Denmark’s leading newspaper issues an Apology for publishing Muhammad cartoons

Praying Following the publishing of a series of cartoons of Prophet Muhammad which provoked protests throughout the Middle East, on Monday night Denmark’s largest selling broadsheet newspaper issued an apology to the “honourable citizens of the Muslim world.

In a long statement the editor-in-chief of Jyllands-Posten admitted that the 12 cartoons, one of which depicted Muhammad wearing a bomb-shaped turban, had caused “serious misunderstandings”. Carsten Juste said, “The 12 cartoons were not intended to be offensive, nor were they at variance with Danish law, but they have indisputably offended many Muslims, for which we apologise.”

Juste spoke for hours after Scandinavians were warned against travelling to Gaza and the West Bank after the al-Aqsa Martyrs’ Brigade demanded that all Swedes and Danes leave the territories. An Iraqi militant group joined the protests when it called for attacks against Danish and Norwegian targets after a Norwegian newspaper ran the cartoons.

Danish businesses started to take fright yesterday after religious leaders in Saudi Arabia, which last week recalled its ambassador to Copenhagen, called for a boycott of Danish goods. The dairy group Arla Foods reported that two of its staff in Saudi Arabia had been beaten by angry customers.

This prompted Arla’s executive director to press the Danish government to take action. “I urgently beg the government to enter a positive dialogue with the many millions of Muslims who feel they have been offended by Denmark,” said Peder Tuborgh.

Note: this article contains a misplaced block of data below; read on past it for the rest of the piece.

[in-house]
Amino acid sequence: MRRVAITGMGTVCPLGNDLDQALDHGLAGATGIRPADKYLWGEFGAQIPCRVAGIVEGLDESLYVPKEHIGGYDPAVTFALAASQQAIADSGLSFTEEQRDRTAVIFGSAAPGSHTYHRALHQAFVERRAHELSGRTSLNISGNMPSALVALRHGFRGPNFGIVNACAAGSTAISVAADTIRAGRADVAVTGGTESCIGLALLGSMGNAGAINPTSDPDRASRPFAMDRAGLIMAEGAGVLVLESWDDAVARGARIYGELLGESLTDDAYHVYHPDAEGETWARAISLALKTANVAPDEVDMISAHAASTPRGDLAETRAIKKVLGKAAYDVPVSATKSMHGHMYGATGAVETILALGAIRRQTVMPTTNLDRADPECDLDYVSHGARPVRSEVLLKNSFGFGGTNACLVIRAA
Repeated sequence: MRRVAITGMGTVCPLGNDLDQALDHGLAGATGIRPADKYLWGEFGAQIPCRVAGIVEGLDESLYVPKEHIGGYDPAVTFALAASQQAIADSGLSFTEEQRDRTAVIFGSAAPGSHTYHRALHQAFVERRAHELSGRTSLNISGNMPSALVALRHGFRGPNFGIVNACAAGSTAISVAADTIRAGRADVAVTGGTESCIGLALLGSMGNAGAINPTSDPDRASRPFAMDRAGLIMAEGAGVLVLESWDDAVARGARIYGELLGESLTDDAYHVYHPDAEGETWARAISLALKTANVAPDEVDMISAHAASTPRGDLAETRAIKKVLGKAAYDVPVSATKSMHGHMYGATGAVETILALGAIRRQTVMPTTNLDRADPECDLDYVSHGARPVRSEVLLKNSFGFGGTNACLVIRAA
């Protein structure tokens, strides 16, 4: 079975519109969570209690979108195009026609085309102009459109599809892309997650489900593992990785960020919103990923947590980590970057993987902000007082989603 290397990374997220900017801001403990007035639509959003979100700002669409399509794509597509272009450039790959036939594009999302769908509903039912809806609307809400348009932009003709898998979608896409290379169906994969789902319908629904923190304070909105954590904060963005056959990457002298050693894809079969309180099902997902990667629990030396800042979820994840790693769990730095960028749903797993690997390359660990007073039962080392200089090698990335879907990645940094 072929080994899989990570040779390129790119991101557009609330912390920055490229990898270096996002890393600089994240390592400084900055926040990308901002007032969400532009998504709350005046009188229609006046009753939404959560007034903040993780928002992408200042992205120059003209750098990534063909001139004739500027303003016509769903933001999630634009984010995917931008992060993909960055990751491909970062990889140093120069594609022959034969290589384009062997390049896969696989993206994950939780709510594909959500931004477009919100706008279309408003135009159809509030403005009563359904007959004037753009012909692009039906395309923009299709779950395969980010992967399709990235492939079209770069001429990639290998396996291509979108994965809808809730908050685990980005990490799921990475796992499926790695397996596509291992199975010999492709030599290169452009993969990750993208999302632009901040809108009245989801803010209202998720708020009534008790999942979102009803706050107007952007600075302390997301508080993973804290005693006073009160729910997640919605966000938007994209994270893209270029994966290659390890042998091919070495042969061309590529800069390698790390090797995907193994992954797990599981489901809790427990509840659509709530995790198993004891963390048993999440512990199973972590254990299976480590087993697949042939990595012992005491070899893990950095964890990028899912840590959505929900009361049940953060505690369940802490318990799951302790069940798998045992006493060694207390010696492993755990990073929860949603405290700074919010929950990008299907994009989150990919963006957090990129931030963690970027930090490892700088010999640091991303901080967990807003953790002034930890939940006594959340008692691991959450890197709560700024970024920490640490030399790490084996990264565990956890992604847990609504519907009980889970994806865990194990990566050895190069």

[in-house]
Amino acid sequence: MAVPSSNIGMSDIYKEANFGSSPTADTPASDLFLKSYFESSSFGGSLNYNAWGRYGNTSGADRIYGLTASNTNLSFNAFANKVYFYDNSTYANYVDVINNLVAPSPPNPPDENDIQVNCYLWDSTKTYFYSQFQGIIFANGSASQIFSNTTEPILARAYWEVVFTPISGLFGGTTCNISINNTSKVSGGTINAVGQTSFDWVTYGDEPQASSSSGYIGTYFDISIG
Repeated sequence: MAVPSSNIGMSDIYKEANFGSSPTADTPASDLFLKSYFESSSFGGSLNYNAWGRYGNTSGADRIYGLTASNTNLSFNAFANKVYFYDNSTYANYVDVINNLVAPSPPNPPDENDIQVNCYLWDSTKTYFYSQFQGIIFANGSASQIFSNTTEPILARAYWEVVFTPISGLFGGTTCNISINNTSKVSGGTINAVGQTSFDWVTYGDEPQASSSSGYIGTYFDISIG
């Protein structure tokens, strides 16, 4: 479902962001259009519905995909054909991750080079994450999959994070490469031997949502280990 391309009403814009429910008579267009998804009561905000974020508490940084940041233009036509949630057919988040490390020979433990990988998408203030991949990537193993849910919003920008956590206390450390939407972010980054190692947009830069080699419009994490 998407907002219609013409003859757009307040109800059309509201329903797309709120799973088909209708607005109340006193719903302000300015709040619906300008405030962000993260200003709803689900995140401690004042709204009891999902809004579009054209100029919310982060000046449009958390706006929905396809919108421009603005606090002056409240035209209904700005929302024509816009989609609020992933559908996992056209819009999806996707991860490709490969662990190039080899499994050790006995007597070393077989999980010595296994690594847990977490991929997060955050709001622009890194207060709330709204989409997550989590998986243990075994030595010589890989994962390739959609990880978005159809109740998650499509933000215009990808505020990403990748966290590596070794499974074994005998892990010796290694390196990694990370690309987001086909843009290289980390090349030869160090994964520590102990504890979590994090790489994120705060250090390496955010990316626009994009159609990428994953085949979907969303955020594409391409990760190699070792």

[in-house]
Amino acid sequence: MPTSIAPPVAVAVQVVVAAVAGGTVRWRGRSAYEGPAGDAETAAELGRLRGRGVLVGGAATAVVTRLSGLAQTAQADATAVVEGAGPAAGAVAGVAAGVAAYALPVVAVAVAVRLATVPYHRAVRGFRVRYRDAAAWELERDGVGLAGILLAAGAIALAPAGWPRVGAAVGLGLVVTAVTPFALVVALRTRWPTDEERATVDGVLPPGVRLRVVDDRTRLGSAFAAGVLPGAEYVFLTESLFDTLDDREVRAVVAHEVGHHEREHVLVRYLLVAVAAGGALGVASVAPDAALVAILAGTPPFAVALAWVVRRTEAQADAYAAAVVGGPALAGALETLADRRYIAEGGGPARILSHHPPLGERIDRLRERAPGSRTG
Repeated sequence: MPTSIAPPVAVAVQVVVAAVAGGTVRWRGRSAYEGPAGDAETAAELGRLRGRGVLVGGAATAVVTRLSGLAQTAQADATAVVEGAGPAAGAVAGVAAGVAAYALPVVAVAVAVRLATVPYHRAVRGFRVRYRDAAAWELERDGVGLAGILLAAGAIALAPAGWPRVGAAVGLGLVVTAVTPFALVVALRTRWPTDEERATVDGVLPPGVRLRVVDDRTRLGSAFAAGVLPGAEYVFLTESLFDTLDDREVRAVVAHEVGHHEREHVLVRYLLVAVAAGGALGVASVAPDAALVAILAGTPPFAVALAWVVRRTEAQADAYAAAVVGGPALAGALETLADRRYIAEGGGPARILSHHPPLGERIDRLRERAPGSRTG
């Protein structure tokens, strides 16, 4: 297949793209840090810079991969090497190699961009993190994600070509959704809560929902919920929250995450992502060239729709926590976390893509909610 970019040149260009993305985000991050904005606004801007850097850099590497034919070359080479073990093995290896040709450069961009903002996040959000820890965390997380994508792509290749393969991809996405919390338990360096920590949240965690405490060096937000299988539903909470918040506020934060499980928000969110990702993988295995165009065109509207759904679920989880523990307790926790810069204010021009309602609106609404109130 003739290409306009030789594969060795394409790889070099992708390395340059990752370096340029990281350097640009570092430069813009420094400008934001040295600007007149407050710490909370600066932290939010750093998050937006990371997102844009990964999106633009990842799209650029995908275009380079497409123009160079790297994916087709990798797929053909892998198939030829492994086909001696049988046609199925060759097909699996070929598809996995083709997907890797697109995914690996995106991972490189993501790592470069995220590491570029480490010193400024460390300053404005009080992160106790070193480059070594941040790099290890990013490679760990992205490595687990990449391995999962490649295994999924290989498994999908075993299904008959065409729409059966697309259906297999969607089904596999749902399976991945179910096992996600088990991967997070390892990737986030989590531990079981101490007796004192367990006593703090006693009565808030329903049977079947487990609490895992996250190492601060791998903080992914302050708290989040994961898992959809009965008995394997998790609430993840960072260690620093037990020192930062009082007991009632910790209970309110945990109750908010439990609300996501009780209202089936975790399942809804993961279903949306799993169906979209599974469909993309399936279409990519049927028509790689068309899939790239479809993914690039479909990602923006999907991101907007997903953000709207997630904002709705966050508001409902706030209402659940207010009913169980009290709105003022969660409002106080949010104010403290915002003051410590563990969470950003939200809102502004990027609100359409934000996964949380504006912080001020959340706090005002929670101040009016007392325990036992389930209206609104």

In this tensed atmosphere, Jyllands-Posten finally confessed that it had made a mistake, and published an apology on its website thereafter.

Anders Fogh Rasmussen, the Danish prime minister, welcomed the apology on Monday night. Claiming that the government could not apologise on behalf of newspapers, Mr Rasmussen told the TV2 channel: “I personally have such a respect for people’s religious belief that I personally never would have depicted Muhammad, Jesus or any other religious character in a way that could offend other people.”

Danish officials will be hoping that the apology will be able to cease the fire which was sparked on September 30 when Jyllands-Posten published the cartoons. They caused deep offence on two grounds: Islam bars any depiction of the Prophet Muhammad and the cartoons were deemed grossly offensive. One drawing depicted the Muhammad wearing a turban shaped as a bomb with a burning fuse; while in another he wielded a sword.

Protests were at first limited mainly to Denmark, though there were demonstrations in Karachi and Muslims sent angry emails to Danish embassies.

Mr Rasmussen, who was first elected after exploiting resentment of asylum-seekers, initially misjudged the mood by declining to meet ambassadors from 11 Islamic countries.

Amid increasing protests, Mr Rasmussen eventually addressed the matter in the new year, when he condemned attempts “to demonise groups of people on the basis of their religion or ethnic background”. He mentioned “a few unacceptably offensive” instances, but stopped short of naming Jyllands-Posten. This failed to please a lot of Muslims who placed advertisements in newspapers in the Middle East condemning the cartoons.